Bäckström, Mikael
    et al.
    Mid Sweden University, Faculty of Science, Technology and Media, Department of Engineering, Physics and Mathematics.
    Wiklund, Håkan
    On the application of quality function deployment in integrated supervisory process control2000In: IMechE conference transactions, 2000, Vol. 2000, no 5, p. 531-540Conference paper (Refereed)
  • 18.
    Bäckström, Mikael
    et al.
    Mid Sweden University, Faculty of Science, Technology and Media, Department of Engineering, Physics and Mathematics.
    Wiklund, Håkan
    On the use of neural networks and statistical methods in the integrated supervisory process control concept1999Report (Other academic)
  • 19.
    Bäckström, Mikael
    et al.
    Mid Sweden University, Faculty of Science, Technology and Media, Department of Engineering, Physics and Mathematics.
    Wiklund, Håkan
    Mid Sweden University, Faculty of Science, Technology and Media, Department of Engineering, Physics and Mathematics.
    QFD as a tool to improve quality control in a complex manufacturing environment2004In: The Asian Journal on Quality, ISSN 1598-2688, Vol. 5, no 1, p. 10-22Article in journal (Refereed)
  • 20.
    Bäckström, Mikael
    et al.
    Mid Sweden University, Faculty of Science, Technology and Media, Department of Engineering, Physics and Mathematics.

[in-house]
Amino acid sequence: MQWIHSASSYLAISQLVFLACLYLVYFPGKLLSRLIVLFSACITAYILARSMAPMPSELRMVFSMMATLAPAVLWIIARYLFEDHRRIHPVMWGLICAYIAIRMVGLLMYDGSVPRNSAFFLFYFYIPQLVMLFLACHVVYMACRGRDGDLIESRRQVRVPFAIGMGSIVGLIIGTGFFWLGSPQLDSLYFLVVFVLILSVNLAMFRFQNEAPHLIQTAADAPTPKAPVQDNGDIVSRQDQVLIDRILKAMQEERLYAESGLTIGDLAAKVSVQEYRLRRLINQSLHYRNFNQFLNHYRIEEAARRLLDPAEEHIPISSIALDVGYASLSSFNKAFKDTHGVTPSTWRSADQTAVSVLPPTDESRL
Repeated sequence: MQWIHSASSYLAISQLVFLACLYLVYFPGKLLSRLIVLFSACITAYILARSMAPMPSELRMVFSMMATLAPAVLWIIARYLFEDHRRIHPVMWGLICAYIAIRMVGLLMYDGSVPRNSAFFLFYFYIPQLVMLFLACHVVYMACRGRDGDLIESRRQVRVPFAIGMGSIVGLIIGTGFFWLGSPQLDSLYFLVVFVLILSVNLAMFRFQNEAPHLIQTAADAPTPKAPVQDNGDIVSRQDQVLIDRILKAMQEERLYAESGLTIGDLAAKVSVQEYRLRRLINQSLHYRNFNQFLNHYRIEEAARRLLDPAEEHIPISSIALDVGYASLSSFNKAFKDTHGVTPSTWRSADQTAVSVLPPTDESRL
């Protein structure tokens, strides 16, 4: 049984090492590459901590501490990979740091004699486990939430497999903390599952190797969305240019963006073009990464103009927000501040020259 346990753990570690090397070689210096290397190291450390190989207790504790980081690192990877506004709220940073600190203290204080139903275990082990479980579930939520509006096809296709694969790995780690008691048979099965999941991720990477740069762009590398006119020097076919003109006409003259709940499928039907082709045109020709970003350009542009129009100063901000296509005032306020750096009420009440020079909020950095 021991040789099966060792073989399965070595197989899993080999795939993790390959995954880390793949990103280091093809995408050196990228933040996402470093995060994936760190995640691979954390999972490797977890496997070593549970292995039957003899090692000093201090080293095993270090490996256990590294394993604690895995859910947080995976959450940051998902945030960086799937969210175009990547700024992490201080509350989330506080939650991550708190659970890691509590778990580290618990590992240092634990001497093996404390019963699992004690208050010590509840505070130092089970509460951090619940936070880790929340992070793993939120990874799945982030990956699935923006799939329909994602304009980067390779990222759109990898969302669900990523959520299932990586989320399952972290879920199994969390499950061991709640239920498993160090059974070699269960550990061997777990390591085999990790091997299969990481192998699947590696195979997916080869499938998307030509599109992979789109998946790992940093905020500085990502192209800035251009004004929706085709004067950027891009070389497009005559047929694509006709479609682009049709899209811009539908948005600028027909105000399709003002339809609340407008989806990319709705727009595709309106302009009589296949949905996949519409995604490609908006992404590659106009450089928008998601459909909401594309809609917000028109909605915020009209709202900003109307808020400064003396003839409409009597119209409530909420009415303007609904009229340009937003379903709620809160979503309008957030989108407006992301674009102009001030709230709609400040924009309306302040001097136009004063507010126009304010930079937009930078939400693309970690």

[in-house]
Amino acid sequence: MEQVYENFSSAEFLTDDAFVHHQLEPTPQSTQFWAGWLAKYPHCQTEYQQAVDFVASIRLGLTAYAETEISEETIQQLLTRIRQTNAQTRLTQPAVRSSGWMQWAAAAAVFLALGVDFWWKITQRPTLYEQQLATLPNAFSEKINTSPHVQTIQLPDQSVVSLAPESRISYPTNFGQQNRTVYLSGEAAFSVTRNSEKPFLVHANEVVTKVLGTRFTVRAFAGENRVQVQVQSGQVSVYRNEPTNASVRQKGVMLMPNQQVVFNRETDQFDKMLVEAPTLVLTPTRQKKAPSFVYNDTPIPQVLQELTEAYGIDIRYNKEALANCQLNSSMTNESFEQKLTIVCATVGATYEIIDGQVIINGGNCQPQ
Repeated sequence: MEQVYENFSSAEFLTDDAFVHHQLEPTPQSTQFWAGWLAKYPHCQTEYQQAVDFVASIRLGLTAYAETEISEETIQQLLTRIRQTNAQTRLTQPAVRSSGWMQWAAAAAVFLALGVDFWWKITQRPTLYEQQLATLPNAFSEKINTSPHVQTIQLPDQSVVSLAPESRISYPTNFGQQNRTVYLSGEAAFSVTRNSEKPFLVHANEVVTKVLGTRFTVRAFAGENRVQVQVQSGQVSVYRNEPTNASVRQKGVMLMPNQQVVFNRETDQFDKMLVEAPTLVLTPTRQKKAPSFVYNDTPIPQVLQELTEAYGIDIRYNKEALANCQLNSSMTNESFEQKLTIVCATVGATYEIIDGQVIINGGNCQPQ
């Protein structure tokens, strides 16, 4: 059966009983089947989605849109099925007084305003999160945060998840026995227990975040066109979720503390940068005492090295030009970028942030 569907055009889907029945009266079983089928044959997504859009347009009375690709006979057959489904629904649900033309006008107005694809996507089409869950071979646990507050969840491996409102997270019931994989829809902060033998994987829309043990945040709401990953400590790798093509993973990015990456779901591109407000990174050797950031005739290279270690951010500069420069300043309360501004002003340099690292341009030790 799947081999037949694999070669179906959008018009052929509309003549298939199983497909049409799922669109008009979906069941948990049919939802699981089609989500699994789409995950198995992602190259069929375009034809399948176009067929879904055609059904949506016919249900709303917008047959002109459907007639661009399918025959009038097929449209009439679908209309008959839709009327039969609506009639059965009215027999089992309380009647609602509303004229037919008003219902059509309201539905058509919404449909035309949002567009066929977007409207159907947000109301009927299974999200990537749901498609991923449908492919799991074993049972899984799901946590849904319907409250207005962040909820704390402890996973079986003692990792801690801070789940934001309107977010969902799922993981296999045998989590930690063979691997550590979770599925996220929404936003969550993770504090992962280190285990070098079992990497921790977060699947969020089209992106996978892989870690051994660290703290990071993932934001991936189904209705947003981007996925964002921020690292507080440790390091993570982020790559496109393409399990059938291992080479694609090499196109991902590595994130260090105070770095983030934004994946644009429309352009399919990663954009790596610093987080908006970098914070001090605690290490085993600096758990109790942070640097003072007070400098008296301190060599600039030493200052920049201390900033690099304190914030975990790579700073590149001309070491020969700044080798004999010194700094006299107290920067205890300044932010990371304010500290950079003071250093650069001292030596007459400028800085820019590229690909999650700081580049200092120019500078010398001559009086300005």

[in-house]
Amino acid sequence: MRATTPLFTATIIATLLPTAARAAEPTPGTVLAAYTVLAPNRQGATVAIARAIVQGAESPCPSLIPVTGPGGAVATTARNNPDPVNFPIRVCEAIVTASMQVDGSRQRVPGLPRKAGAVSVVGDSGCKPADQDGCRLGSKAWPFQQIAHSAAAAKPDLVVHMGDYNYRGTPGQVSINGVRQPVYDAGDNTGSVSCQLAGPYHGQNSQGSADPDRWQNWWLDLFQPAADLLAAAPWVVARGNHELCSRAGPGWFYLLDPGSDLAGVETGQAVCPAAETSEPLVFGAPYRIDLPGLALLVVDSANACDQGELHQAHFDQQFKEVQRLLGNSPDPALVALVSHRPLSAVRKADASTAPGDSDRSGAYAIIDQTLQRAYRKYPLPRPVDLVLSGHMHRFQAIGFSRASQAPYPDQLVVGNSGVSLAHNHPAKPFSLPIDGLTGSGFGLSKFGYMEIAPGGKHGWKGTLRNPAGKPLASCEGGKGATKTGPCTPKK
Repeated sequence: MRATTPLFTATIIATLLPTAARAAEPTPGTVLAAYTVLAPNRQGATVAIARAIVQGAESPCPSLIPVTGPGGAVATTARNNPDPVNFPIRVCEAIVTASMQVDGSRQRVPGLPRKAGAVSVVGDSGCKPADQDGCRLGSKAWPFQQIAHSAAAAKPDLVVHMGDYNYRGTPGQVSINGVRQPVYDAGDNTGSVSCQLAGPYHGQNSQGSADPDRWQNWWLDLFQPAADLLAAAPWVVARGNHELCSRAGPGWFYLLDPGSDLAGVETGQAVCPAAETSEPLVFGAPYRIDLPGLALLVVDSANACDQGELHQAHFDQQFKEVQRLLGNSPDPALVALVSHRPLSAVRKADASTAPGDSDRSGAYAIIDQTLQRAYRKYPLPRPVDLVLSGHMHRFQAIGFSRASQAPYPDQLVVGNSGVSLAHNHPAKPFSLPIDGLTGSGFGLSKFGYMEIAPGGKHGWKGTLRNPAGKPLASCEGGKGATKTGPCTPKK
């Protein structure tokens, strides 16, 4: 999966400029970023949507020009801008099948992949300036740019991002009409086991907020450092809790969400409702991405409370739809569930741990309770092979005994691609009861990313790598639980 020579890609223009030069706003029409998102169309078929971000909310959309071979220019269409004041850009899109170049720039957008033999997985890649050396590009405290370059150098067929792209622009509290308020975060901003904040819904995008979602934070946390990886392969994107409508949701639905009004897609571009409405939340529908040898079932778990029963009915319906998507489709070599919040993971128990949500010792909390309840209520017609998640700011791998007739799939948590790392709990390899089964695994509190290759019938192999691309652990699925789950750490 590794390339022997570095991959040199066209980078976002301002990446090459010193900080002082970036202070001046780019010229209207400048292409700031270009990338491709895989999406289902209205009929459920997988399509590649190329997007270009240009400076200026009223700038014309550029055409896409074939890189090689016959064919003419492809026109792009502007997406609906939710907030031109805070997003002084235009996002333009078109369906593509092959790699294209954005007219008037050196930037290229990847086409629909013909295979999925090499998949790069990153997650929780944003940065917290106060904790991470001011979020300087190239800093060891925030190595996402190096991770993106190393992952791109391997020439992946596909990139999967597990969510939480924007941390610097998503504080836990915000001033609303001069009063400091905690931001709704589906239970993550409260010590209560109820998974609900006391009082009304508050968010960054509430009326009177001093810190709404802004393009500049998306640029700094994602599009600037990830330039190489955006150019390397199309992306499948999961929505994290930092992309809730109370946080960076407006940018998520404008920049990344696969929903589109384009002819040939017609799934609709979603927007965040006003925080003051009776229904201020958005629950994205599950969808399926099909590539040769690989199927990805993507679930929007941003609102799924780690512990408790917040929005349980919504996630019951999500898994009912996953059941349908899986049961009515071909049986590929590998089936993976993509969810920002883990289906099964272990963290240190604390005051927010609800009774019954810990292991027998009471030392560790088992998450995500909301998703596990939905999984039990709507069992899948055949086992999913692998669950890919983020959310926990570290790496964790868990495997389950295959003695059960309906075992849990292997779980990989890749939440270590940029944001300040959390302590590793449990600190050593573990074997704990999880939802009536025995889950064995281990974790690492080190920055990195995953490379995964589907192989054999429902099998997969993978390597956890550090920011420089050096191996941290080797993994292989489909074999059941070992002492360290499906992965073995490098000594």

Wiklund, Håkan
    Mid Sweden University, Faculty of Science, Technology and Media, Department of Engineering, Physics and Mathematics.
    QFD as a Tool to Improve Quality Control in a Complex Manufacturing Environment2003In: Proceedings of The Sixth Quality Management and Organisational Development Conference (QMOD 2003) Paris, France 1-3 october 2003 - Paris, 2003Conference paper (Other academic)
  • 21.
    Bäckstöm, Mikael
    et al.
    Mid Sweden University, Faculty of Science, Technology and Media, Department of Engineering and Sustainable Development.
    Dahlen, Leon
    Mid Sweden University, Faculty of Science, Technology and Media, Department of Engineering and Sustainable Development.
    Tinnsten, Mats
    Mid Sweden University, Faculty of Science, Technology and Media, Department of Engineering and Sustainable Development.
    Essential ski characteristics for cross-country skis performance2008In: ENGINEERING OF SPORT 7, VOL 2, Paris: Springer, 2008, p. 543-549Conference paper (Refereed)
    Abstract [en]